Abortion and War: Breaking through the Euphemism Barrier
by Sarah Field
Have you ever noticed the similarities between pro-abortion and pro-war arguments? It seems that whenever we want to justify killing people, we just automatically adopt similar conversational rules in order to maintain a veneer of respectability.
Of course, it’s important to be clear that one is not supporting killing in general. For example, it is important for abortion to be safe for the mother. It is important to minimize casualties on our side of a war. One doesn’t talk about the healthy, viable babies that are aborted, nor the civilians killed as part of certain strategies. One always talks about the lives saved – never the lives taken – unless they are rape babies, babies that appear to have disabilities, an established enemy leader, or terrorists. Other victims of violence, for whom we cannot establish a sense of fear, are simply erased.
One way to accomplish this is to avoid talking about those who will be killed as fellow humans. They are a vague “fetus” or “blob of cells” in one case, a vague “enemy” or “collateral damage” in the other. The conversation must never be allowed to drift in the direction of their shared humanity. For example, when we talk about those who “died for our freedom” we only mean those who fought on our side – not those who died at their hands. We leave abortion figures out of statistics like “leading causes of death.” Certainly the lives that they were living or might have hoped to live in the future are meaningless.
In both cases, absolutely horrible atrocities are committed, be it blowing homes and families to smithereens or dismembering viable unborn babies alive, but the rules of polite conversation forbid us to talk about them. Focus on the inspiring goal, not the ugly methods used to get there.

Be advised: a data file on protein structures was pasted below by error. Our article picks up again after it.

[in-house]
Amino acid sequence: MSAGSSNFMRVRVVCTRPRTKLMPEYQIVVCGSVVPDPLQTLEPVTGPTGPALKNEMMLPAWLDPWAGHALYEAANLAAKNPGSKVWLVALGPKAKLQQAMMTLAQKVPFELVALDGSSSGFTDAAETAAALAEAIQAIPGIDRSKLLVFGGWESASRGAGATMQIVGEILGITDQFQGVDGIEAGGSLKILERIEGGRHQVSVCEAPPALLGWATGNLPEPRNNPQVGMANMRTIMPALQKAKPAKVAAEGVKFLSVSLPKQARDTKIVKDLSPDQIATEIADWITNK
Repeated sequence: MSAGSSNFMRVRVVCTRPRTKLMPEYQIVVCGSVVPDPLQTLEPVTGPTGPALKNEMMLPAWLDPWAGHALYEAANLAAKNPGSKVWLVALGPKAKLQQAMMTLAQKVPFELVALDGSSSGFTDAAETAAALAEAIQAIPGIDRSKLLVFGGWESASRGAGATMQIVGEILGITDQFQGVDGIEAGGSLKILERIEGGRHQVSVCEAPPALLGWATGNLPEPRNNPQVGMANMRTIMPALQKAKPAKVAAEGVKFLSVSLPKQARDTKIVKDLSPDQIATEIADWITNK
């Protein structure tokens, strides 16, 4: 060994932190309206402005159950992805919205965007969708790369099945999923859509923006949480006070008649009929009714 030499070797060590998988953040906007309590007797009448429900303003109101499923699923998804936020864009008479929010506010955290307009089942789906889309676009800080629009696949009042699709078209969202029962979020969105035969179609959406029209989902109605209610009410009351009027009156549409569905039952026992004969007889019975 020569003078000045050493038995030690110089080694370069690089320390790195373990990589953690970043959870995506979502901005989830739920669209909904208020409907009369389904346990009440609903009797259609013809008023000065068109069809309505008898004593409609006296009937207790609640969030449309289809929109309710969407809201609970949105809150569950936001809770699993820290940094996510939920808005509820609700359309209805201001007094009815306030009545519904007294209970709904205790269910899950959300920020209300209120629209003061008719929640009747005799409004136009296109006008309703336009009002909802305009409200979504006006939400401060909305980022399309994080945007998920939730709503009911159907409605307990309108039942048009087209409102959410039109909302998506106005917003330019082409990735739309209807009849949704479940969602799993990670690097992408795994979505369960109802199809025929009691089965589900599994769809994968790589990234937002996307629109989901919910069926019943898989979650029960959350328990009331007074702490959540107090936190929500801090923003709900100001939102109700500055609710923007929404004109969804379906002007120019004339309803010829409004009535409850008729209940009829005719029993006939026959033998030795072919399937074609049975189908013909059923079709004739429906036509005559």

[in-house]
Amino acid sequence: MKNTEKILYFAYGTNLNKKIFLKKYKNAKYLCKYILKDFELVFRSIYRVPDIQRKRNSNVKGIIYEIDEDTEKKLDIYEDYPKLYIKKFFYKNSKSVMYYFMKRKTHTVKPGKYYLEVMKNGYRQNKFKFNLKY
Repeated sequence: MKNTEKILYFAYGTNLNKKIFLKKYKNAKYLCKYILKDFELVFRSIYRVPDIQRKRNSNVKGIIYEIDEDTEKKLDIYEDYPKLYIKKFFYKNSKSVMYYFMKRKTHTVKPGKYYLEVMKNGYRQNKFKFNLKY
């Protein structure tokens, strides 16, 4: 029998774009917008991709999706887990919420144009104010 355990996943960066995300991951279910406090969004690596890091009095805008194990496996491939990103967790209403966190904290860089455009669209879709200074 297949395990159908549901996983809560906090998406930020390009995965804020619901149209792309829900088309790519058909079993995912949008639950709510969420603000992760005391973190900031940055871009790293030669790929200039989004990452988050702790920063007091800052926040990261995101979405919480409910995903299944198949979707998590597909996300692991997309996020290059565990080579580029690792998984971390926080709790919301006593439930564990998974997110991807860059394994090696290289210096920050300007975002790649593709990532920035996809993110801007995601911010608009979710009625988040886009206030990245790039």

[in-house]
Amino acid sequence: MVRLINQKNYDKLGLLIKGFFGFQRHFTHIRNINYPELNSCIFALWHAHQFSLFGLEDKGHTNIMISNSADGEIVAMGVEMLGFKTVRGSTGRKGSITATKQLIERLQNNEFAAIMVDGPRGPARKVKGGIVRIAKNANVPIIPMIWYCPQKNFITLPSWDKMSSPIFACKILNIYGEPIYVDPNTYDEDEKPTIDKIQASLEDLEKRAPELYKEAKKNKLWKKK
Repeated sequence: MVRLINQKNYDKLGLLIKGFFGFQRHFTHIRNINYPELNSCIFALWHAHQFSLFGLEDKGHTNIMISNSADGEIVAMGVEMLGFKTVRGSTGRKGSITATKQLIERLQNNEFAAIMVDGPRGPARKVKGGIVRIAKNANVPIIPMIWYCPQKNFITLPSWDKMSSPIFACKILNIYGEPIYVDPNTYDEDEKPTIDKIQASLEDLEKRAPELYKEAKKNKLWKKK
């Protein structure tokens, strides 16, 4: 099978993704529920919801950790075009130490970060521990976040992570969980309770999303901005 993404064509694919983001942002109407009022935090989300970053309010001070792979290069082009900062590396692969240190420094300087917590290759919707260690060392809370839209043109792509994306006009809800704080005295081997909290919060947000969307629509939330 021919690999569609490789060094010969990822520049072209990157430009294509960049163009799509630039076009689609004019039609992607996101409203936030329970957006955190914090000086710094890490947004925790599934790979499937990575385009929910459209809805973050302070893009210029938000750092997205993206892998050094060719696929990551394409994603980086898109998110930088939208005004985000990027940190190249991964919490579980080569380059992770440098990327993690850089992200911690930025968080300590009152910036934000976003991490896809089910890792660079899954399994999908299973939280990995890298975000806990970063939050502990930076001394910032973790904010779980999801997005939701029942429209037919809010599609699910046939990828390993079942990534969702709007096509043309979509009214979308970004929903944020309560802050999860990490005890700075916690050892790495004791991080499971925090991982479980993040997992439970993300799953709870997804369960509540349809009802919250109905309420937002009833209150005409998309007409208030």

So naturally, the emphasis is on maintaining the status quo for – or better yet “liberating” – those for whom one kills. After all, how can a woman pursue a career if she can’t control when she has kids? (Abstaining from sex is never mentioned as an option – it is simply assumed that men and women alike must be free to have sex without consequences!) Or how can a country continue to be powerful on a world level if it can’t prevent other countries from getting in the way? (But never mind whether we were running into difficulties because we were in someone else’s territory to begin with.) How can we expect to spread democracy – let alone American notions of human rights – around the world without using the military to “take out” those who resist our efforts? (All the good guys really want to be just like us, right?)
So we wave flags, praise the heroism of those who take our side, and talk about everything that someone in our preferred demographic might suffer if the right to kill is taken away. But again, it’s never the right to kill. It’s just the right to defend the status quo. By violence, if necessary, but we don’t talk about that.
And finally, it is extremely important when having such conversation to never talk about the suffering your position has caused people on your own side. Don’t talk about PTSD and people who feel guilty for being part of unspeakable atrocities –talk about heroes. Don’t talk about abortion regrets – talk about people (female or male) who are happy they sacrificed the life of their unborn child on the altar of their career. If someone mentions that not everyone feels good about hastening the death of a fellow human being, simply imply that “judgmentalism” is the reason these people suffer, not the deeds themselves.
And if all else fails, remind everyone that people who disagree with you are not really defending human life. They are merely anti-woman or unpatriotic.
Now that I have drawn this analogy between two of the evils addressed by the Consistent Life Ethic, I would like to point out one other snare to avoid. As important as it is to recognize how these rules and euphemisms are used to stifle conversation, it is also important not to make similarly stifling rules on the other side. Can pro-life people talk about what to do when a woman’s life is actually in danger? Can those who want to see the end of war talk about what to do when there is a real holocaust going on? Can we ever find common ground with people with different views on abortion and/or war in areas like the need to better support mothers or to cultivate responsible diplomacy to prevent conflict?
I believe that the Consistent Life movement can and does attempt to address these concerns. But let’s be sure to hold each other accountable.
For similar posts on the dynamics of violence, see: